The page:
BETHESDA, Md. – The world’s most famous golfers and an entrepreneurial spirit are turning some of the area’s most expensive mansions into temporary parking lots.
While most of the thousands attending the AT&T National, hosted by The Tiger Woods Foundation, are paying $20 for shuttle bus parking at a garage on Rockledge Drive in Bethesda, or $10 at the Montgomery County Fairgrounds, homeowners surrounding Congressional Country Club are charging competitive prices within walking distance of the course.
“We’ve been doing it for years,” says a man who asked to not be identified by name.
Some who offer parking start at $10 early in the week, and raise prices as the final round approaches.
“With us, it’s $20 every day. I think that’s fair. I think it’s worth $20 to park close, but I don’t think it’s worth $50,” says the man.
Hand-drawn magic marker signs line Bradley Boulevard, off River Road. Young people stationed on the homes’ driveways flag drivers into the make-shift lots, collecting cash as drivers park on lawns.
Homeowners must apply for and receive permits to allow parking on their property.
“The final count for applications for parking permits for this tournament was 11, with 10 of those being repeats from last year,” says Bonnie Ayers, spokesperson for Montgomery County.
The permit costs $297.
At least one of the homeowners donates the money to charity.
“The proceeds go to help abandoned children in southern Philippines,” says George, who was helping park cars in front of his home on Bradley Boulevard.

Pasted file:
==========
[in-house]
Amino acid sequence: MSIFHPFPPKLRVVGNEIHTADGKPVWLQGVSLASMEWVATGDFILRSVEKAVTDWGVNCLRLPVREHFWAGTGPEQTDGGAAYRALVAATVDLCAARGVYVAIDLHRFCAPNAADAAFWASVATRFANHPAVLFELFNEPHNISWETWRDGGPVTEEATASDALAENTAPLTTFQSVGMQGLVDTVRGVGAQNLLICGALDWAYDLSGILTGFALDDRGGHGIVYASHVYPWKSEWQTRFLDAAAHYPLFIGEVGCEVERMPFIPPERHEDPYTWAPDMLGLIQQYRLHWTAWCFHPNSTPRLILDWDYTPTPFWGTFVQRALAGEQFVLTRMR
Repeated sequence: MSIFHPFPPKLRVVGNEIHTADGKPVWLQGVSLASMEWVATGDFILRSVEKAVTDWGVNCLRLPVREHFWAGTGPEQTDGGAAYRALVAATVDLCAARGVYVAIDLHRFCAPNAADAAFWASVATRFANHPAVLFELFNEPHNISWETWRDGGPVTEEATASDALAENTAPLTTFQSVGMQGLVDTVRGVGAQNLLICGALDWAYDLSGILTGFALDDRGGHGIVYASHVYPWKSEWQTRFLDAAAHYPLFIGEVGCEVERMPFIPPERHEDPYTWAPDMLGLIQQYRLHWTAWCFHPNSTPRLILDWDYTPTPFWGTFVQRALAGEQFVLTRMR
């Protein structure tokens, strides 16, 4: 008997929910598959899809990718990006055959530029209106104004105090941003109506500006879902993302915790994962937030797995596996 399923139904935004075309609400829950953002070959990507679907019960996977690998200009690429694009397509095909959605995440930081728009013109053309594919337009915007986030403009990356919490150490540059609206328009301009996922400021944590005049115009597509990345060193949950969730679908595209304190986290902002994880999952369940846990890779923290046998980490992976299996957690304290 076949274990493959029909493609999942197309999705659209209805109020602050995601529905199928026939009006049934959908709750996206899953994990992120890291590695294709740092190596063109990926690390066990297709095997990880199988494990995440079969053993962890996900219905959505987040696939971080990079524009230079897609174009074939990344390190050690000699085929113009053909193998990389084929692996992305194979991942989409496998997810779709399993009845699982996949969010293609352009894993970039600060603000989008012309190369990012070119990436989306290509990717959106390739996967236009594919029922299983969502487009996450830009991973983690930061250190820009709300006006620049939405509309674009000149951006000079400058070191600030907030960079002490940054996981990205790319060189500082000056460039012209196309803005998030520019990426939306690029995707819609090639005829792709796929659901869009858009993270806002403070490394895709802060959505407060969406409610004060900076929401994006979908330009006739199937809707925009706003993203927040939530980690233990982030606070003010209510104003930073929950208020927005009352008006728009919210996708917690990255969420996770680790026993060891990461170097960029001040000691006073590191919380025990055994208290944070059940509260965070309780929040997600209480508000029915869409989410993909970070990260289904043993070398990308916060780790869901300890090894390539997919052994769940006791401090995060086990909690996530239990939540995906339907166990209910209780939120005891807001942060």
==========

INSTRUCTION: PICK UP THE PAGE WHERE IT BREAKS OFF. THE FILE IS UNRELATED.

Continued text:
A driver getting out of his luxury sedan, preparing to walk down Bradley Boulevard toward the tournament, says, “We park here every year, and know these folks give the money away to charity.”
“It’s just down the road, and then there’s an overpass over Bradley,” says the parker.
Not this year – the temporary overpass is not in place.
Walkers must follow Bradley Boulevard, turn left on Persimmon Tree Road, and take Persimmon Tree Lane to the tournament’s main walk-in entrance.
“For whatever reason, they’ve made it very difficult to walk into the tournament,” says one lot operator.
“They have to walk two miles to get into the tournament,” says the homeowner.
“We’re the closest, and we have a shuttle taking people right to the gate, but most people have already walked a mile, and they’re not very happy about it, to be honest.”
Ayers says the decision to not have a pedestrian entrance off Bradley Boulevard was a tournament decision, which was conveyed to neighbors at a May meeting.